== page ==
Mitochondrial disease occurs with an estimated incidence of 1:5000 to 1:10 000 in the general population and a prevalence of 1% in patients who are diabetic.1
The family history in these disorders is of particular interest as mitochondria are present in oocytes but are not transmitted by spermatozoa, and the inheritance pattern is therefore almost exclusively maternal. The phenotypic variability of the affected individuals is a consequence of the coexistence of variable amounts of mutant and wild-type mtDNA in the cells and tissues (heteroplasmy). It is believed that mitochondrial disease becomes clinically apparent as soon as the proportion of mutated mtDNA exceeds a tissue-specific threshold level, with organs that are highly dependent on oxidative metabolism being the most susceptible.
Since the mtDNA was mapped in 1981, more than 150 pathogenic mtDNA point mutations have been reported. Among them, the A3243G transition is the most frequently detected.2
With few exceptions, there is no strong correlation between genotype and phenotype in mitochondrial disease. Hence, an A3243G transition can result in many different syndromes, such as maternally inherited diabetes and deafness (MIDD), mitochondrial encephalomyopathy, lactic acidosis and stroke-like episodes, hypertrophic cardiopathy, or chronic progressive external ophthalmoplegia.3
However, our patient's clinical presentation with early-onset diabetes mellitus, lactic acidosis, neurosensory deafness, cardiomyopathy, as well as neuropsychiatric disorders was found to be typical for the A3243G mutation in MIDD.4
Penetrance of diabetes in a family with a proven A3243G transition is high (>85%) but the age at diagnosis varies considerably (median 37, ±11 years).5
Moreover, the correlation between the level of heteroplasmy in peripheral blood leucocytes and the severity of the clinical phenotype is weak and the mutation might even be undetectable in leucocytes of affected individuals.6
Hence, in family members at risk for carrying the mtDNA mutation, a regular screening for organ dysfunction seems to have a higher impact on the patient management than genetic testing itself. So far, in our patient's family the A3243G transition has been independently proven in only one individual of the third generation with gestational diabetes and sensorineural hearing loss. Cardiopathy is known to be another important feature of mitochondrial disease. In a report of 113 Japanese patients with the A3243G mutation, cardiomyopathy was found in 30.4% of all individuals with a mean age at diagnosis of 42.2 years.7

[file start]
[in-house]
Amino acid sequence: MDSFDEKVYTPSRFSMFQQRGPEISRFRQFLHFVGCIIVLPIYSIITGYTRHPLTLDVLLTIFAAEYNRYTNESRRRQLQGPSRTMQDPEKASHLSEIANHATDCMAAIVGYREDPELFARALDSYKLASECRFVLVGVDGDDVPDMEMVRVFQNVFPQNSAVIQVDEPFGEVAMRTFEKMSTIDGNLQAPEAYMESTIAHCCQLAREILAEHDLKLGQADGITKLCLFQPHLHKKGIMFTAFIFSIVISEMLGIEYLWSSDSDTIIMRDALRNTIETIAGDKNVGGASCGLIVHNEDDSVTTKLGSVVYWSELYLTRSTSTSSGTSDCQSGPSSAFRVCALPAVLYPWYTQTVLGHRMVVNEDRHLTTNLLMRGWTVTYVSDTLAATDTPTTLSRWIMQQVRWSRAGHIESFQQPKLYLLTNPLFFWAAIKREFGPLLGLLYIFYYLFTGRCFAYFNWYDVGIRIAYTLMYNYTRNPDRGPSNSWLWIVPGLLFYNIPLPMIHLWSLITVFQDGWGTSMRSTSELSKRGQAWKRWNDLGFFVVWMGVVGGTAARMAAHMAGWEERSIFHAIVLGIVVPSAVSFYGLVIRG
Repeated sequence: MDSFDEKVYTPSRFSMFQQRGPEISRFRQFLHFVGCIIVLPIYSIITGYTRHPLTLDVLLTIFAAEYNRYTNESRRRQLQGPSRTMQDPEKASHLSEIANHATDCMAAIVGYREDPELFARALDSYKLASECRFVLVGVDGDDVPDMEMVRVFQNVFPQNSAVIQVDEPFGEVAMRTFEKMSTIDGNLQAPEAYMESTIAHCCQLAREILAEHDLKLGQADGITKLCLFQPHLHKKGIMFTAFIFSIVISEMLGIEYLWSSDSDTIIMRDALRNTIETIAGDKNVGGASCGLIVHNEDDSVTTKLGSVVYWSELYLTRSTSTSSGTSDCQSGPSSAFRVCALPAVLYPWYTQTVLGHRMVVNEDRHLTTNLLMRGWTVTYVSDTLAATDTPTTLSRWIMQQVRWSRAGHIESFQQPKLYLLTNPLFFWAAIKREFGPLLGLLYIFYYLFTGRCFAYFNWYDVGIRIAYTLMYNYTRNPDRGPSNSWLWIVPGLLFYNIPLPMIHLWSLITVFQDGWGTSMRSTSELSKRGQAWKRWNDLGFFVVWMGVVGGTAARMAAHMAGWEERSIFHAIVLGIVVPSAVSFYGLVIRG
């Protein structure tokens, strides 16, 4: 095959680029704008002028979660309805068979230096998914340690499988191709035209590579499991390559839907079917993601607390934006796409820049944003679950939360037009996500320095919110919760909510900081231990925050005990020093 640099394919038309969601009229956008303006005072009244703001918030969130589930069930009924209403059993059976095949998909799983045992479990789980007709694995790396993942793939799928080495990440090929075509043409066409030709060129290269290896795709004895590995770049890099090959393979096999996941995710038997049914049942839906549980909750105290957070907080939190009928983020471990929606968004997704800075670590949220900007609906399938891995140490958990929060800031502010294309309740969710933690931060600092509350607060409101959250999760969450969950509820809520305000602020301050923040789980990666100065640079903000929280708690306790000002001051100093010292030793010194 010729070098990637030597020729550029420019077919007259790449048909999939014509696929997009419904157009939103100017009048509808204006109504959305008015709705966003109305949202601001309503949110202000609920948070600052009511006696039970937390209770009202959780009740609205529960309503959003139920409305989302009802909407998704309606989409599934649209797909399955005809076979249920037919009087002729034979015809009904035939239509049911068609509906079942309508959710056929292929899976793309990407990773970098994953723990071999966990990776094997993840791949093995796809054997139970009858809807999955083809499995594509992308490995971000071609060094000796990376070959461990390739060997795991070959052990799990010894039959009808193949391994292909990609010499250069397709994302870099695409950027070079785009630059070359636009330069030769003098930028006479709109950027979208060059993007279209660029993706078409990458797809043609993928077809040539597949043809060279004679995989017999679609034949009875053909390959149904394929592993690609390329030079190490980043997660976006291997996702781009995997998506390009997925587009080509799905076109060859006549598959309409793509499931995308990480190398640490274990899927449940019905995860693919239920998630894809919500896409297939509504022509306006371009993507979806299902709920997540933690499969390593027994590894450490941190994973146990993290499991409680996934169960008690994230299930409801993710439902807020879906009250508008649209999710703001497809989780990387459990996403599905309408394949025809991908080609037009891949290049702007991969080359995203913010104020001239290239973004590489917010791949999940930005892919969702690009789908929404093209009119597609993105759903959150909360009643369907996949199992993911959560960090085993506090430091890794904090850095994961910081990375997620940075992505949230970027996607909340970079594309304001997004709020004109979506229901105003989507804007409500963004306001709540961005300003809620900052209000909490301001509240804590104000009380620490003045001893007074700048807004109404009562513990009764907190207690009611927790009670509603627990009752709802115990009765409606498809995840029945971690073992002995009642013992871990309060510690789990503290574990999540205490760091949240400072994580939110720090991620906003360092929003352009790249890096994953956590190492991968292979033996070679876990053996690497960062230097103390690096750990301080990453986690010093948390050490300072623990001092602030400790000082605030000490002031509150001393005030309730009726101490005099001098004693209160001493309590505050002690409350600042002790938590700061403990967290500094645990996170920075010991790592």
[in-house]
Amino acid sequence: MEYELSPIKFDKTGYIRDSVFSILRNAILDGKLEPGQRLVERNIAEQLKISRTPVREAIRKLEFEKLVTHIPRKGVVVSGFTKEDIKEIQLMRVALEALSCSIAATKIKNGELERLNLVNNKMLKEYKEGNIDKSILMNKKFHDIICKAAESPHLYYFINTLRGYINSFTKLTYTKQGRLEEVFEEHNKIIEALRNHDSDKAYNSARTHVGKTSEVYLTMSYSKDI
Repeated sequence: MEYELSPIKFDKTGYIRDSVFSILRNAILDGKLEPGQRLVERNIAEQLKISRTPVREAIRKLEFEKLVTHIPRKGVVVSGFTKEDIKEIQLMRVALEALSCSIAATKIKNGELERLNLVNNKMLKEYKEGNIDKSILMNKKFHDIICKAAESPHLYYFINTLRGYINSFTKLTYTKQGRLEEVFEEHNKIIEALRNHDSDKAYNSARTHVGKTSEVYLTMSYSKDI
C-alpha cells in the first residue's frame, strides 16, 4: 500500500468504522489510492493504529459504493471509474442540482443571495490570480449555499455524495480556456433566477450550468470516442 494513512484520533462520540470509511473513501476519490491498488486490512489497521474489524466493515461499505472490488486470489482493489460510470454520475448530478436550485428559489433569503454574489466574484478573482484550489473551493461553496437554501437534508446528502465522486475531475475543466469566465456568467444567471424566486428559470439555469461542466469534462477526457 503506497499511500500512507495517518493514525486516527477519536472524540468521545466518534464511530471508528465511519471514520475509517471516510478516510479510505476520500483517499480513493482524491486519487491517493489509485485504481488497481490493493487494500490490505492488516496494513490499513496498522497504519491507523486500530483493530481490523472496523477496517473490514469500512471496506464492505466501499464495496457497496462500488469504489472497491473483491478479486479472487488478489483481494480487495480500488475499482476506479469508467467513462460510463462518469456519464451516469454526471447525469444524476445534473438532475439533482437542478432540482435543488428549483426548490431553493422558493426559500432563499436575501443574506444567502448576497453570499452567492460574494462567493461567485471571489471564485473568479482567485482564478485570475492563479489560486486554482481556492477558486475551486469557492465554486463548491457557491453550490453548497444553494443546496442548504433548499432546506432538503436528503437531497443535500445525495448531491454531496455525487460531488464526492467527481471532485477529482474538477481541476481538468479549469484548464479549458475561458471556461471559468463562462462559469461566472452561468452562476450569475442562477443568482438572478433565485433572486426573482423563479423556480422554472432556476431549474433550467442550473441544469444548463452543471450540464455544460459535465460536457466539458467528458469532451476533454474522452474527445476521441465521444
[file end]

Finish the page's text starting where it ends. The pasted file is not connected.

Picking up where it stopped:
In another study from a Finnish group which screened 39 individuals with a A3243G mutation for possible cardiac involvement, a left ventricular hypertrophy (LVH) was diagnosed in 56% of all patients.8
In this cohort the risk for developing a LVH was mainly related to the severity of the clinical phenotype. These data highlight the need for cardiac monitoring, which should begin early in patients carrying a A3243G mutation As a general rule, it seems reasonable to start screening for a cardiopathy at the age of 30–35 years. Screening should start even earlier if there is a known premature onset of cardiopathy in the patient's family or if there are clinical signs of cardiac dysfunction or arrhythmia in an individual patient. Screening at baseline must include at least an electrocardiogram (ECG) and a transthoracic echocardiogram. Despite the progress made in the elucidation of molecular mechanisms underlying mitochondrial disorders, therapeutic options are still limited and often symptomatic. There is some data supporting the use of metabolites or cofactor supplements especially coenzyme Q10 (CoQ10) and L-carnitine. CoQ10 is an antioxidant and mitochondrial cofactor that plays an important role in the mitochondrial respiratory chain. Primary CoQ10 deficiency leads to neurological, myopathic and renal disease.9
A case report in an individual with the A3243G mutation described improvement of left ventricular function after starting treatment with CoQ10 and worsening of cardiac function after the medication was stopped.10
A small open-label study demonstrated slowing of disease progression in respect to hearing loss, loss of pancreatic β cell function and decrease in exercise tolerance in individuals with the A3243G transition taking CoQ10.11
The assumed positive effect of coenzyme Q in mitochondrial cytopathy is an important finding, as it might influence patient management beyond CoQ10 prescription. For example, one might be more reluctant to use statins, a commonly prescribed type of drug in patients who are diabetic as they are known to lower endogenous CoQ10 levels in some individuals.12
While there is ongoing debate on the risk and benefit of statins in MIDD, there is consensus that metformin should be avoided as it might increase the risk of lactic acidosis.
At present, there is still no cure for mitochondrial disorders but different strategies for genetic treatment are currently under investigation.13 14
However, until such an approach will be available for clinical trials, supportive measures, CoQ10, genetic counselling and screening for organ dysfunction in affected individuals and families remain the mainstays of patient care.
- A mitochondrial disorder should be considered in unexplained hypertrophic cardiomyopathy, especially in patients who are diabetic.
- Obtaining a family history is a simple and valuable diagnostic procedure.
- The diagnosis of a mitochondrial disorder can influence treatment options for diabetes.